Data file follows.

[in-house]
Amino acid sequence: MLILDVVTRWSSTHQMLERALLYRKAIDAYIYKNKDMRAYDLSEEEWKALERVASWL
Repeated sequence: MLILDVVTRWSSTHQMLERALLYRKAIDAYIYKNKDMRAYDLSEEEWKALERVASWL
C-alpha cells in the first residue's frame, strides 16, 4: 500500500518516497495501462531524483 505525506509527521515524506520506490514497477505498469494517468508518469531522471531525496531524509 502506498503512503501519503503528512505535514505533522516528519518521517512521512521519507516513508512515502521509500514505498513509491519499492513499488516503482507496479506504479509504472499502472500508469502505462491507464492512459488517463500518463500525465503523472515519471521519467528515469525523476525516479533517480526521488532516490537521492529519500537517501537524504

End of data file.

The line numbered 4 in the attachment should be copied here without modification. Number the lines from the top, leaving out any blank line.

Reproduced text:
C-alpha cells in the first residue's frame, strides 16, 4: 500500500518516497495501462531524483 505525506509527521515524506520506490514497477505498469494517468508518469531522471531525496531524509 502506498503512503501519503503528512505535514505533522516528519518521517512521512521519507516513508512515502521509500514505498513509491519499492513499488516503482507496479506504479509504472499502472500508469502505462491507464492512459488517463500518463500525465503523472515519471521519467528515469525523476525516479533517480526521488532516490537521492529519500537517501537524504